July 7, 2020

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July 07, 2020

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July 06, 2020

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ASIC Changes To Licence Processing Timelines And Fee Regime

The Australian Securities & Investments Commission (ASIC) has announced changes to its service charter standard for processing licence applications effective immediately.  Under the updated standard, ASIC will decide 70% of licence applications within 150 days, and 90% of applications within 240 days.  The previous timeframes were 60 days and 120 days respectively.  ASIC has attributed this increase to an increasingly robust and risk-based approach to its assessment of licence applications.

In addition, a new fees-for-service regime will commence on 1 July 2018.  It will apply to document compliance reviews, licence applications or variations, applications for registration, requests for changes to market integrity rules or procedures and applications for relief.  There will be fee increases across the board for lodging ASIC forms, with the exception of certain registry activities which will now be exempt from payment of fees.

For many of the impacted ASIC forms, the large fee increases for lodgement are due to the fact that the current fees are arbitrary and not based on any form of cost recovery.

Notably, Australian Financial Services (AFS) Licence applications will be divided into eight different categories of fees ($1,488 – $7,357) depending on their complexity, determined by the client type, services and products selected.  In contrast, a flat fee of $3,487 will be charged for relief applications, regardless of the nature of the application.  This is a big shift away from a previously proposed $21,000 fee for novel relief applications – considered to be a significant barrier to bringing new products to market.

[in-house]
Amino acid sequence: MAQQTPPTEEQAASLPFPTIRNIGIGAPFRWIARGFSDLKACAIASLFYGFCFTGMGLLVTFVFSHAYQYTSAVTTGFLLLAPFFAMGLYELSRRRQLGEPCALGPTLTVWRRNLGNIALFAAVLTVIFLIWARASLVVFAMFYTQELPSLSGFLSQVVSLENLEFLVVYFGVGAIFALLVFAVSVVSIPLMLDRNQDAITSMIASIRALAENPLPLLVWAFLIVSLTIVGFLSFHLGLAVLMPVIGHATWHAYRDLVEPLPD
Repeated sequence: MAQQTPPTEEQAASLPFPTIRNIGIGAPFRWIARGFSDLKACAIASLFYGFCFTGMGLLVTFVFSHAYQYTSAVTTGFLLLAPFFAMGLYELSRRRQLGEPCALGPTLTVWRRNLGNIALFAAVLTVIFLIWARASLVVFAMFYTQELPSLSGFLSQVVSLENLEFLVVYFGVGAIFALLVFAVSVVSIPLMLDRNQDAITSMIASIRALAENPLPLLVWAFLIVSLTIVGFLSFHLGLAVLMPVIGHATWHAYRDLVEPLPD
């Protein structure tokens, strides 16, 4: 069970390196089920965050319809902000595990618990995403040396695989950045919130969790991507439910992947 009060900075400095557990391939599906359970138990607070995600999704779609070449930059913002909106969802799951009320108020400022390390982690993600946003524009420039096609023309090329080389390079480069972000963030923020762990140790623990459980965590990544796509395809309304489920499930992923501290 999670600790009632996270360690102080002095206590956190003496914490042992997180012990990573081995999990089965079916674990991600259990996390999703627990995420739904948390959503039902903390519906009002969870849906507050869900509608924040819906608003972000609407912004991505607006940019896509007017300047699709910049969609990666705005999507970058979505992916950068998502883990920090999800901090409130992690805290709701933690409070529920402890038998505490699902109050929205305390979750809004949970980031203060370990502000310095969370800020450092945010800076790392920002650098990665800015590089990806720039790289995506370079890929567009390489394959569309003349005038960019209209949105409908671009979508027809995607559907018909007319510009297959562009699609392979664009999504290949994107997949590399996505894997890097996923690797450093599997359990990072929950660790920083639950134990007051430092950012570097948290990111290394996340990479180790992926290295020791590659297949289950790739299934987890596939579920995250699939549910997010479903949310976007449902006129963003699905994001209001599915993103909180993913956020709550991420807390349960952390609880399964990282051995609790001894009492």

The Australian Government has published a consultation paper in preparation for the fee-for-service regime, with submissions due by 15 December 2017.  If you are looking to apply for or vary an AFS or Australian Credit Licence, it may be best to do so now before the new cost regime comes into effect.

Edwin Tan also contributed to this post. 

Copyright 2020 K & L GatesNational Law Review, Volume VII, Number 334


About this Author

Jim Bulling, KL Gates, financial services lawyer, funds management attorney

Mr. Bulling's practise focuses on banking and financial services and he acts for a range of entities in the financial services and funds management industry. His clients include Australian and international investment managers, banks, trustees of superannuation funds, wholesale and retail investment trusts, funds management companies and financial planning groups.

His main areas of focus include banking and financial product disclosure issues, financial services compliance issues, financial product distribution issues and superannuation and...

Michelle Chasser, KL Gates, financial services compliance lawyer, disclosure obligations attorney

Ms. Chasser is a corporate and regulatory lawyer with a focus on the superannuation and financial services industries. Ms. Chasser advises clients on a range of issues including compliance with Australian regulatory and licensing requirements, financial services compliance issues and disclosure obligations.

Ms. Chasser's clients include superannuation fund trustees, banks, wholesale and retail fund managers, as well as financial service providers.